Are there disparities in the proportion of students who progress through the Advanced Placement coursework and exams?
Advanced Placement (AP) is among the most ubiquitous advanced coursework in high schools in the United States today. The coursework and its corresponding exam provides an opportunity for students to study advanced topics and earn college credit while still in high school. Past research has shown a strong association between AP course-taking and exam performance with college enrollment, performance, persistence, and completion. However, there are disparities in the types of students who move through the AP pipeline—from AP course access in their high schools all the way through AP exam performance.
In this report, Michael D. Bloem, Thomas Goldring, Monica Mogollon Plazas, and Jonathan Smith document the AP pipeline in a metro-Atlanta school district, with a focus on disparities by student sex, race and ethnicity, and family income. They explore what proportion of students in each demographic group have access to AP courses in their high school, take the AP courses, take the AP exams, and perform well enough on the exams to earn college credit.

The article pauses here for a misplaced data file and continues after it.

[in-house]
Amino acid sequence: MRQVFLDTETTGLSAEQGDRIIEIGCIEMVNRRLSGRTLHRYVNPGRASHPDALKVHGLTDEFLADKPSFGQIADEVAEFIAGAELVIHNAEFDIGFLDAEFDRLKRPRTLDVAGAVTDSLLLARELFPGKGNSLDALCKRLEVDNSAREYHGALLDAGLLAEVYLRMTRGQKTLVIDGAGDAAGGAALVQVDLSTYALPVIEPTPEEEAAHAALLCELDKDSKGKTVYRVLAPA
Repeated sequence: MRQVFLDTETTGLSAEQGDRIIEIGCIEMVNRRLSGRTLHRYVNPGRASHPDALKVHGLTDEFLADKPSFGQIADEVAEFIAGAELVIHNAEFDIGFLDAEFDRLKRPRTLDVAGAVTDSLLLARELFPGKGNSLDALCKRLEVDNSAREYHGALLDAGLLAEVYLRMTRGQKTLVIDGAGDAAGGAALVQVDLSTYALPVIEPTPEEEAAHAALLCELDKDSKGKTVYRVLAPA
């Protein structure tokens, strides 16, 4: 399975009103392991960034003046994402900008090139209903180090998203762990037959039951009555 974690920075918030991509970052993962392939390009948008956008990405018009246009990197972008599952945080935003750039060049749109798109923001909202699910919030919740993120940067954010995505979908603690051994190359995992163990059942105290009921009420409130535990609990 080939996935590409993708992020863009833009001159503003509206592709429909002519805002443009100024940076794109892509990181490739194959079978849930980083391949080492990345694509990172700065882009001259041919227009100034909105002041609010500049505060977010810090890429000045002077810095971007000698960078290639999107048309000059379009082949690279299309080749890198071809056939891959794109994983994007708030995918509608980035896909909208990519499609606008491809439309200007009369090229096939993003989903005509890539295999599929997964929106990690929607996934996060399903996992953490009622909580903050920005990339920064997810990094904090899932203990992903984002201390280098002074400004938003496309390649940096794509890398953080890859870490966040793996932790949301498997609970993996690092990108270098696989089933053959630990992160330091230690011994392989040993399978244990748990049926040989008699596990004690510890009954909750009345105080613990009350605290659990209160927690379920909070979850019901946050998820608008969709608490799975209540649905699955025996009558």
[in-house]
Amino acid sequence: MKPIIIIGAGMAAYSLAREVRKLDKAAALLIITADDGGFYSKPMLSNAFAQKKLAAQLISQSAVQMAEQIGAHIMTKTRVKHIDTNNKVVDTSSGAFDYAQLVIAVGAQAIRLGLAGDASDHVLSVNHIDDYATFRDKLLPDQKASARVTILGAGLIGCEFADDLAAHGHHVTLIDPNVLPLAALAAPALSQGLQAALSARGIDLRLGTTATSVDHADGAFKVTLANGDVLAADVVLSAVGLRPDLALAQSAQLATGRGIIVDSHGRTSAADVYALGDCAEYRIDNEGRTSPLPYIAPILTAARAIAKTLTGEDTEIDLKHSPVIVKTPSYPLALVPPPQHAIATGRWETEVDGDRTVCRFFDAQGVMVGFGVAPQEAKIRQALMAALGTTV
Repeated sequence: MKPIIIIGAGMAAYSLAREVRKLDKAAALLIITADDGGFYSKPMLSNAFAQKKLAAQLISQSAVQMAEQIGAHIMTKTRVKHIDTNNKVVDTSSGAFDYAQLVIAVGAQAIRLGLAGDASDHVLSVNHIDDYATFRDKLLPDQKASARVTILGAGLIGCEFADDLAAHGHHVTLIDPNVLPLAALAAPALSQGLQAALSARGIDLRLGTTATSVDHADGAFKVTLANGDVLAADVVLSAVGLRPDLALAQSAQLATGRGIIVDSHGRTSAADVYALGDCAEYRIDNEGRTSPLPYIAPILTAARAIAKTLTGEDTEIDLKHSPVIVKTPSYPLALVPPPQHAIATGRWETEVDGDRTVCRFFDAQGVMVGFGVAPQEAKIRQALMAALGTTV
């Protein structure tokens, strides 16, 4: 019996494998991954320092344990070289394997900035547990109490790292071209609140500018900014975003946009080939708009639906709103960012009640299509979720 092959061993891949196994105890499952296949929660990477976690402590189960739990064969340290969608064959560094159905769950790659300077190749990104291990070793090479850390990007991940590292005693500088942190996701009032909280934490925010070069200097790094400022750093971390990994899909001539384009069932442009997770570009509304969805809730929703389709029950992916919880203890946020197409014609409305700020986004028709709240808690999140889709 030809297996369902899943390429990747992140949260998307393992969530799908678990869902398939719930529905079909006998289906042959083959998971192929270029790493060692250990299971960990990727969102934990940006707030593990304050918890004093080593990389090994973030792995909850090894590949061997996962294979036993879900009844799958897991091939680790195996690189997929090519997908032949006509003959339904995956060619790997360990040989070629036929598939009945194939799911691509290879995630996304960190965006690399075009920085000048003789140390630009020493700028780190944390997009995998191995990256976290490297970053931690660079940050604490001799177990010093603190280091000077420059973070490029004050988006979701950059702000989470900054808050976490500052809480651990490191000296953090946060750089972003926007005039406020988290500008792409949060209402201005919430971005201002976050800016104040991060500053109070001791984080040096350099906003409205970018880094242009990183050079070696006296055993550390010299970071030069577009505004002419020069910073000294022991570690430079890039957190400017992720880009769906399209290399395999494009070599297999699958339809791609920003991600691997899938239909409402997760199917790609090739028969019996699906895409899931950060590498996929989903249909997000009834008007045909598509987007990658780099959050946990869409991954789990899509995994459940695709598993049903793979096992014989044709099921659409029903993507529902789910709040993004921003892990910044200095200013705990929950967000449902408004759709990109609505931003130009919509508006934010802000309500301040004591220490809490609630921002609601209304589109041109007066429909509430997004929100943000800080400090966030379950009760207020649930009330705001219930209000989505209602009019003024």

The report shows the divergent rates of scoring a three or higher on different AP exams, especially by race and ethnicity, eligibility for free or reduced-price meals, and English Learner status. These disparities stem from all stages in the AP pipeline: differing course availability, course-taking rates, exam-taking rates, and exam performance. While some of the students who fall out of the pipeline are not predicted to perform well on the exams, a meaningful proportion of students have the potential to score a three or higher on some exams and earn college credit.
To read more, please download the report and its appendix below.